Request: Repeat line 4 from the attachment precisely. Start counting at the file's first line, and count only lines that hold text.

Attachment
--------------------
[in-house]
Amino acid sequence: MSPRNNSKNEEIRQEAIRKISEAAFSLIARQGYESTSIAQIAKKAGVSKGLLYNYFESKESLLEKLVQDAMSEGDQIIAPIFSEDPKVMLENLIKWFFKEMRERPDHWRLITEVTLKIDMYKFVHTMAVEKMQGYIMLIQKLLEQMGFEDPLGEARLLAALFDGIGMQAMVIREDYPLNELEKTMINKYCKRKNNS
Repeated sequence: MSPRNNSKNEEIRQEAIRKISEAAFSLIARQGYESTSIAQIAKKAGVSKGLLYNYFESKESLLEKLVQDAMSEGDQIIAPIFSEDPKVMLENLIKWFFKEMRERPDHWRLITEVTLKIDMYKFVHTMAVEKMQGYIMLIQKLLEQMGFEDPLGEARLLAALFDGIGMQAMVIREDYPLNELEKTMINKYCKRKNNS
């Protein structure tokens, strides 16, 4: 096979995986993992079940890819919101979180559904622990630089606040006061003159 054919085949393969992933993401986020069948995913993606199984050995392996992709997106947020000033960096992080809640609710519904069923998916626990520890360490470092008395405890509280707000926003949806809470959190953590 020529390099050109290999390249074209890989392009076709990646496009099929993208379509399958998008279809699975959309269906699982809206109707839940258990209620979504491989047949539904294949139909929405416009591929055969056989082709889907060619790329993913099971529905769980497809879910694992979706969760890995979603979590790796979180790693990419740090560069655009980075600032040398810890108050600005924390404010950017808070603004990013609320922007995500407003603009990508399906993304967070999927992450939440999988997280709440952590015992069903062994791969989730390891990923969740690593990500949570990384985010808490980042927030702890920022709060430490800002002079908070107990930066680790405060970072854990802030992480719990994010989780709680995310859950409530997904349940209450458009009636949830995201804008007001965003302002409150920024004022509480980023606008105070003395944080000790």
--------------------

């Protein structure tokens, strides 16, 4: 096979995986993992079940890819919101979180559904622990630089606040006061003159 054919085949393969992933993401986020069948995913993606199984050995392996992709997106947020000033960096992080809640609710519904069923998916626990520890360490470092008395405890509280707000926003949806809470959190953590 020529390099050109290999390249074209890989392009076709990646496009099929993208379509399958998008279809699975959309269906699982809206109707839940258990209620979504491989047949539904294949139909929405416009591929055969056989082709889907060619790329993913099971529905769980497809879910694992979706969760890995979603979590790796979180790693990419740090560069655009980075600032040398810890108050600005924390404010950017808070603004990013609320922007995500407003603009990508399906993304967070999927992450939440999988997280709440952590015992069903062994791969989730390891990923969740690593990500949570990384985010808490980042927030702890920022709060430490800002002079908070107990930066680790405060970072854990802030992480719990994010989780709680995310859950409530997904349940209450458009009636949830995201804008007001965003302002409150920024004022509480980023606008105070003395944080000790």